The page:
More preferably, as shown in FIGS. 2, 4, & 7-11, microchamber 20 comprises a chamber which, along bottom surface 55 of base 12, communicates with fluid flow groove 25. In that regard, one end of fluid groove 25 communicates with the microchamber 20, and the opposite end of fluid flow groove 25 communicates with filling port 40, in providing fluid flow communication and microfluidics between the filling port and the microchamber, and providing for introducing a fluid into the microchamber without direct access to the microchamber (i.e., without injecting the fluid directly into the microchamber or directly onto analyte that may be contained within the microchamber). The fluid flow groove may also be one of several shapes (e.g., ranging from a narrow channel to a wider channel such as one with a fanned out shape). In a preferred embodiment for when cells or other analyte are attached to a surface defining the microchamber (e.g., the surface being selected from the group consisting of the bottom surface of microchamber 20 as attached on the membrane 60 b, sidewall 22, and a combination thereof), or attached to a filter inserted into and positioned in the microchamber, fluid flow groove may comprise a fanned out shape (as shown in FIGS. 3 and 4); e.g., the fluid flowing therethrough is less likely to disrupt attached cells or other bound analyte than a more narrow channel. By providing microfluidics and a means for introducing a fluid without directly accessing the microchamber, provided is a fluid flow which causes the fluid to perfuse or permeate the analyte (cells or other analyte) in allowing the fluid to contact analyte in a manner so as to minimize disruption of the analyte. As shown in FIGS. 1, 3, & 8, microchamber 20 may further comprise, in relative proximity to top surface 50 of base 12, a shoulder comprising microchamber notch 28 that provides communication, particularly airflow communication, between microchamber 20 and the adjoining vent aperture 30. Membrane 60 a and membrane 60 b form a liquid-tight sealing around the respective openings of the chamber comprising the microchamber, as described previously herein in more detail, in forming a closed environment comprising the microchamber. While the number of microchambers may vary depending on factors which include, but are not limited to, the size of base 12, the desired number of assays to be performed with the device, the number of filling ports, and the like, in a preferred embodiment the number of microchambers is in a range from about 1 microchamber to about 1,500 microchambers; and in a more preferred embodiment, from about 24 microchambers to about 144 microchambers.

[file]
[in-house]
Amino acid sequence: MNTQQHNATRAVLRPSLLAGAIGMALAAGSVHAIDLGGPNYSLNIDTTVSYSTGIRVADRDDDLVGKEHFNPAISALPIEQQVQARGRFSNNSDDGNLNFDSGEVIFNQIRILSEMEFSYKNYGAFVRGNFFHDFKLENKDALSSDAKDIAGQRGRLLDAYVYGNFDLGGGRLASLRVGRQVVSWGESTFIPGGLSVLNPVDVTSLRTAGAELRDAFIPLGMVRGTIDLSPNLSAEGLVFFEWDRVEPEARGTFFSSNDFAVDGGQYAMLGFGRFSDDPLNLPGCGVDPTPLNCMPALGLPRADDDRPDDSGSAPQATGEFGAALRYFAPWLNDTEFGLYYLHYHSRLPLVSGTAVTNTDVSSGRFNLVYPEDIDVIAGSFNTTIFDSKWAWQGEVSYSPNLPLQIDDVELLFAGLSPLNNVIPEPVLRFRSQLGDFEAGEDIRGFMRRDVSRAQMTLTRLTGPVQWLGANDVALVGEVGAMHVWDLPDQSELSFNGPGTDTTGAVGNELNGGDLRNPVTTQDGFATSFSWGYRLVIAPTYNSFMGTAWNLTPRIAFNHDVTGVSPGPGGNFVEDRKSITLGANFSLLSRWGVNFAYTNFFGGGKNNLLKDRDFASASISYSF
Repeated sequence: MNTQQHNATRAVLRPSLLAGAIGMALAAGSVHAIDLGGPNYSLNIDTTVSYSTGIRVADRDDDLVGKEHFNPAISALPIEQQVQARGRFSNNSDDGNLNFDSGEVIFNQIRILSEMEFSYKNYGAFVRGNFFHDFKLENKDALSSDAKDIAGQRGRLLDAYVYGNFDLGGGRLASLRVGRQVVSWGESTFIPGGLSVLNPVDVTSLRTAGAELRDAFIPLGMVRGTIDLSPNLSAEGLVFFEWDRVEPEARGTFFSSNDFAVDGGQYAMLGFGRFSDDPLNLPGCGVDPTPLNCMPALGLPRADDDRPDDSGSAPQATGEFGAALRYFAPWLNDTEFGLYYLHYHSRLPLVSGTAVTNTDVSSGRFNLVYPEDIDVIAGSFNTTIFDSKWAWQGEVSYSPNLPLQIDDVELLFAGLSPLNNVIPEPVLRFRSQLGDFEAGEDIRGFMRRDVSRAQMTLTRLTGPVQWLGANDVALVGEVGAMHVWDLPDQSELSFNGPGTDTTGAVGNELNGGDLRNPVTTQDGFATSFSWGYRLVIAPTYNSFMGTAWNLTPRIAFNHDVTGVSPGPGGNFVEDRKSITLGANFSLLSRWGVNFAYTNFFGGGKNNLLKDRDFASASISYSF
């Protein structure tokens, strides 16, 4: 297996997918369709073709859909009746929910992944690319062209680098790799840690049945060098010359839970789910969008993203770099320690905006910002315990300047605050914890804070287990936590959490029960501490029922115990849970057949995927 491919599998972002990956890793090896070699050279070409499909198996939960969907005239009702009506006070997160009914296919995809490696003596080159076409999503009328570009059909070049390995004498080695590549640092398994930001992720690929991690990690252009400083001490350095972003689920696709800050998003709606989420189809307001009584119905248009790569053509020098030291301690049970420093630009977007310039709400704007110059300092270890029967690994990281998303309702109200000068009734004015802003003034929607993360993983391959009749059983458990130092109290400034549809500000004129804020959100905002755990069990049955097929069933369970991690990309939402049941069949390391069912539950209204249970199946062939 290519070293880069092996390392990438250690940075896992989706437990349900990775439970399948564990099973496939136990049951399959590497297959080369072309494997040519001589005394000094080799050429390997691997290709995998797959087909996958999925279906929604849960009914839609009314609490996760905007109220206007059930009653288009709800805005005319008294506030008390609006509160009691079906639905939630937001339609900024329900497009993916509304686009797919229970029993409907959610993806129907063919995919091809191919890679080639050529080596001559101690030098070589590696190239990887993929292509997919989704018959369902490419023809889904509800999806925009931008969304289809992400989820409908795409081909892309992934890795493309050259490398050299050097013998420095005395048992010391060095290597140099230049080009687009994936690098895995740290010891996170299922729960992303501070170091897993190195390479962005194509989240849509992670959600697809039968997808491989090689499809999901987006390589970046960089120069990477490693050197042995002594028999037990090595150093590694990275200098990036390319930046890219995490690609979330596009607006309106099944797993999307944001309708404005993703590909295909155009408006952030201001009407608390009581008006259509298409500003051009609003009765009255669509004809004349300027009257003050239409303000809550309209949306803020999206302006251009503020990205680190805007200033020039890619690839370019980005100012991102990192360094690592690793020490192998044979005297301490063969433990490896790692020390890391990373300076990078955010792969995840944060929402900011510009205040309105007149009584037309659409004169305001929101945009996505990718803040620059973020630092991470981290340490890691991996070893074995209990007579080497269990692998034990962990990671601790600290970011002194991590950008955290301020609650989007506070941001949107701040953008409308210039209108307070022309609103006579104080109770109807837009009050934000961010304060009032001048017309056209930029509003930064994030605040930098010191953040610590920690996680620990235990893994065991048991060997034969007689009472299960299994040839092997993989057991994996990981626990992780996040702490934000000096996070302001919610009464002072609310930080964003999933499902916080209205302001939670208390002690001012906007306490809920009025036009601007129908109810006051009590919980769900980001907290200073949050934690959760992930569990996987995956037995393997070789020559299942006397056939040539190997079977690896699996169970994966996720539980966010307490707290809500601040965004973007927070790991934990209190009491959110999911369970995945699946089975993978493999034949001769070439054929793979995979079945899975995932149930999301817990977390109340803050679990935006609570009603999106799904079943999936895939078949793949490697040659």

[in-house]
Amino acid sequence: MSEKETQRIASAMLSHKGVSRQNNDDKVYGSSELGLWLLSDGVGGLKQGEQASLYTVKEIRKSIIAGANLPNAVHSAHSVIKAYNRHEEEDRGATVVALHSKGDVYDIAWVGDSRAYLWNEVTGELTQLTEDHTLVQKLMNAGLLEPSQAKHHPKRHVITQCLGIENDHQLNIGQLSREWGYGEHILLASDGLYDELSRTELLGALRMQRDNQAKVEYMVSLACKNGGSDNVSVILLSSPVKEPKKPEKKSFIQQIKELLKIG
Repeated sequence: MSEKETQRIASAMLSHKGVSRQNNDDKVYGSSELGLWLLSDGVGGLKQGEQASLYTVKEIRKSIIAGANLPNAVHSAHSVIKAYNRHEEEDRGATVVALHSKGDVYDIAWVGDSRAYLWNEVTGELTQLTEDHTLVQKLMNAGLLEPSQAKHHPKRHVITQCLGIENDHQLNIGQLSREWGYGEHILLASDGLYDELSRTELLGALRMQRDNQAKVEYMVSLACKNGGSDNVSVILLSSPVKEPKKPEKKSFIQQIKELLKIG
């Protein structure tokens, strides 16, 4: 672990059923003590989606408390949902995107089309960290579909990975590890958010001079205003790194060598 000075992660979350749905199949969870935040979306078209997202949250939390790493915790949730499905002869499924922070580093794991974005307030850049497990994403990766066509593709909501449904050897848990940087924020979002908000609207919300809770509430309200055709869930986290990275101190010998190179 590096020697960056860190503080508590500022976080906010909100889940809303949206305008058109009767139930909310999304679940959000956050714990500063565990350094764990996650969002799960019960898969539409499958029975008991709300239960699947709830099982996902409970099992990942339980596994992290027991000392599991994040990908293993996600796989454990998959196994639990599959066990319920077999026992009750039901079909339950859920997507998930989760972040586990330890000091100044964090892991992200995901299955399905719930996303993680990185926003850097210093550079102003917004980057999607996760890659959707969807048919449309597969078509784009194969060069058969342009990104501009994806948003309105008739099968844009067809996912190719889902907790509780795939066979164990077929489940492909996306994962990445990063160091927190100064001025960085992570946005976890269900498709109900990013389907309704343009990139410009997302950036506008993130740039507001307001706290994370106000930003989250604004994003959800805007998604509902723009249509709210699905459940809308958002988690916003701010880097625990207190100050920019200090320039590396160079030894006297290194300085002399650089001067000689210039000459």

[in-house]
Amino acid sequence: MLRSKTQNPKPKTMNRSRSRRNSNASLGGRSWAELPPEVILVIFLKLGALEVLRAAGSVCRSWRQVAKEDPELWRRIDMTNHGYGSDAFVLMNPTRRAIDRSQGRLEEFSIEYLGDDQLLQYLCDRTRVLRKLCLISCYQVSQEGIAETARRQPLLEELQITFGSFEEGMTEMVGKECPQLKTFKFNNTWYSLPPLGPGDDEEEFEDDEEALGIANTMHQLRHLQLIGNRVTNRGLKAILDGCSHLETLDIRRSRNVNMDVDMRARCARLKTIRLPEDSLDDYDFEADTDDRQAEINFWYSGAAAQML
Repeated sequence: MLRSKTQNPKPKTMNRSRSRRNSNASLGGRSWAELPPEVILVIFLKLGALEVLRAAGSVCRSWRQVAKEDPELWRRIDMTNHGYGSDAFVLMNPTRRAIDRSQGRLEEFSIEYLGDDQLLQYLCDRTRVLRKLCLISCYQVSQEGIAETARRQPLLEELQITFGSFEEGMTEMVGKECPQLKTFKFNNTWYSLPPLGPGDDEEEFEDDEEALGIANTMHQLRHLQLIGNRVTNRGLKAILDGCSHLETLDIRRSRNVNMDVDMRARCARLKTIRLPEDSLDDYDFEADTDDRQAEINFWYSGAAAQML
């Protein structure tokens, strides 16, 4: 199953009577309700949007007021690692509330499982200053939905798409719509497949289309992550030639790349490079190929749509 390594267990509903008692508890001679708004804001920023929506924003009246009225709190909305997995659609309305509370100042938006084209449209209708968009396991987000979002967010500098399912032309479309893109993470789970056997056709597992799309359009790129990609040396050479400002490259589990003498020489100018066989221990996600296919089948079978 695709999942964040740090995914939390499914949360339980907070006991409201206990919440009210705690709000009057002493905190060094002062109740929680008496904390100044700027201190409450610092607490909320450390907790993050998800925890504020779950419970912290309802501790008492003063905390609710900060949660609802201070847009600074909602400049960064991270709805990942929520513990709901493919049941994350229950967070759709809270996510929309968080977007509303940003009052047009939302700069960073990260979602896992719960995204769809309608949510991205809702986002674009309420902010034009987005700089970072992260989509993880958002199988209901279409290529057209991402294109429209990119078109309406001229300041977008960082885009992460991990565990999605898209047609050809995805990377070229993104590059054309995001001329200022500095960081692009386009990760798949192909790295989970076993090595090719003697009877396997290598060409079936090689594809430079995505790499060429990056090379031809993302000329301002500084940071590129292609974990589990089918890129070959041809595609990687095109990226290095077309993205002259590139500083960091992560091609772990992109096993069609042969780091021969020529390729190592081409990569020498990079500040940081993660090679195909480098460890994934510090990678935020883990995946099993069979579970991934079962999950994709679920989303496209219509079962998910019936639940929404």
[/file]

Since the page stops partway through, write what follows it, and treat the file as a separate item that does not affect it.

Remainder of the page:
In a device according to the present invention, the filling port, the fluid flow groove, and the membrane which forms a liquid-tight sealing around an area comprising the fluid flow groove and the microchamber in forming the bottom surface of the microchamber, comprise microfluidics that provide for introducing a fluid into a microchamber without directly accessing the microchamber. Microchamber 20, vent aperture 30, and one or more vent holes 35 (aligned with the vent aperture, and formed in the portion of the membrane covering the vent aperture in forming a liquid-tight sealing with the base) provide a venting system for expelling air out of the device during the introduction of fluid into the microchambers. The venting system may further comprise a venting channel as previously described herein in more detail. A closed environment is provided for each microchamber by a membrane covering each opening of the microchamber, wherein the closed environment is formed by a liquid-tight sealing comprising a membrane secured around the microchamber and secured to the top surface of the base, and the liquid tight sealing comprising a membrane secured around the microchamber and secured to the bottom surface of the base. Thus, combining the venting system with the closed environment, each microchamber comprises a closed, vented environment.

In a further embodiment, one or more apertures may further comprise a septum, inserted therein, which may further contribute to a closed environment (thus, the device according to the present invention may further comprise a plurality of septums). The septum may comprise a slitted septum (slitted to facilitate tip insertion), a plug to seal off the end of the aperture into which it is inserted (e.g., to further prevent microbial contamination), or a septum which has one or more vent holes. For example, as illustrated in FIG. 10 each filling port 40 may further comprise a septum 45 which may further contribute to a closed environment. A septum generally comprises an elastomeric material which is inserted into an aperture. In the case of a septum for use with a filling port, it is preferable that the septum can provide a closure which is puncturable (e.g., by a pipette tip), and which is capable of resealing in a leak-proof manner even after multiple punctures. Thus, for example, with reference to FIG. 10, filling port 40 may further comprise septum 45 which is inserted and extends into filling port 40. Septum 45 should permit the introduction of pipette tip 47 through septum 45 and into filling port 40, seal tightly around tip 47 to prevent leakage through septum 45 while tip 47 is present in septum 45, allow withdrawal of tip 47 without unduly restricting the passage of tip 47 through septum 45, and allow for resealing of septum 45 in maintaining a closed environment. Also illustrated in FIG. 10 is use of a septum 45 a to plug venting aperture 30 (e.g., after the components have been added to the filling port, and after the microchamber has been vented) As an example, plugging the venting aperture may be preferable such as when a fluid has already been introduced into the microchamber and an assay is performed over an extended period of time (e.g., ranging from several hours to days).